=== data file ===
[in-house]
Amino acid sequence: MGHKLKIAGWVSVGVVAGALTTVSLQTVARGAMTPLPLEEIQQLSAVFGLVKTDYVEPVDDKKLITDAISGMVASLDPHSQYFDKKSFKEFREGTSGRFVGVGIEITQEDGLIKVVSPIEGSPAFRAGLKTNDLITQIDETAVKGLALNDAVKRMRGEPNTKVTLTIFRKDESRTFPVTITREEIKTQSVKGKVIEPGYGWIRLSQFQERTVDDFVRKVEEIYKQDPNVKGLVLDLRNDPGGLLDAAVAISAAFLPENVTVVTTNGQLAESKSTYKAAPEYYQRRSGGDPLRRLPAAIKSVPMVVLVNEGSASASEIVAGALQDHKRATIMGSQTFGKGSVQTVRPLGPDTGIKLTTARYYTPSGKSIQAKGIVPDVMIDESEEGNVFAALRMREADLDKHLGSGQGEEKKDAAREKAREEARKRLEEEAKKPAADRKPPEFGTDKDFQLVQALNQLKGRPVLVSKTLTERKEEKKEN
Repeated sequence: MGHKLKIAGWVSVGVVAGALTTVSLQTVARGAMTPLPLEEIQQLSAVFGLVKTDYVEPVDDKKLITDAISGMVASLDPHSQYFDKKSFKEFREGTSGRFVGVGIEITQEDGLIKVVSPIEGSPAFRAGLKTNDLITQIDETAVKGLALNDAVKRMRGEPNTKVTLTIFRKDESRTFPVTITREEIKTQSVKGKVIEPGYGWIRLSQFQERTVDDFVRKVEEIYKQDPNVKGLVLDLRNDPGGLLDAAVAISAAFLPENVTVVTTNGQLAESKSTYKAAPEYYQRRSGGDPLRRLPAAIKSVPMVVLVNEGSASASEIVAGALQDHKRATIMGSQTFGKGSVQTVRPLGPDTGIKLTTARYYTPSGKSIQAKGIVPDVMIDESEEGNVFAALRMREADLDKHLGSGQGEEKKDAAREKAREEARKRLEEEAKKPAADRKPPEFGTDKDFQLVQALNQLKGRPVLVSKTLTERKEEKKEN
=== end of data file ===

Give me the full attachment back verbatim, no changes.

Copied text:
[in-house]
Amino acid sequence: MGHKLKIAGWVSVGVVAGALTTVSLQTVARGAMTPLPLEEIQQLSAVFGLVKTDYVEPVDDKKLITDAISGMVASLDPHSQYFDKKSFKEFREGTSGRFVGVGIEITQEDGLIKVVSPIEGSPAFRAGLKTNDLITQIDETAVKGLALNDAVKRMRGEPNTKVTLTIFRKDESRTFPVTITREEIKTQSVKGKVIEPGYGWIRLSQFQERTVDDFVRKVEEIYKQDPNVKGLVLDLRNDPGGLLDAAVAISAAFLPENVTVVTTNGQLAESKSTYKAAPEYYQRRSGGDPLRRLPAAIKSVPMVVLVNEGSASASEIVAGALQDHKRATIMGSQTFGKGSVQTVRPLGPDTGIKLTTARYYTPSGKSIQAKGIVPDVMIDESEEGNVFAALRMREADLDKHLGSGQGEEKKDAAREKAREEARKRLEEEAKKPAADRKPPEFGTDKDFQLVQALNQLKGRPVLVSKTLTERKEEKKEN
Repeated sequence: MGHKLKIAGWVSVGVVAGALTTVSLQTVARGAMTPLPLEEIQQLSAVFGLVKTDYVEPVDDKKLITDAISGMVASLDPHSQYFDKKSFKEFREGTSGRFVGVGIEITQEDGLIKVVSPIEGSPAFRAGLKTNDLITQIDETAVKGLALNDAVKRMRGEPNTKVTLTIFRKDESRTFPVTITREEIKTQSVKGKVIEPGYGWIRLSQFQERTVDDFVRKVEEIYKQDPNVKGLVLDLRNDPGGLLDAAVAISAAFLPENVTVVTTNGQLAESKSTYKAAPEYYQRRSGGDPLRRLPAAIKSVPMVVLVNEGSASASEIVAGALQDHKRATIMGSQTFGKGSVQTVRPLGPDTGIKLTTARYYTPSGKSIQAKGIVPDVMIDESEEGNVFAALRMREADLDKHLGSGQGEEKKDAAREKAREEARKRLEEEAKKPAADRKPPEFGTDKDFQLVQALNQLKGRPVLVSKTLTERKEEKKEN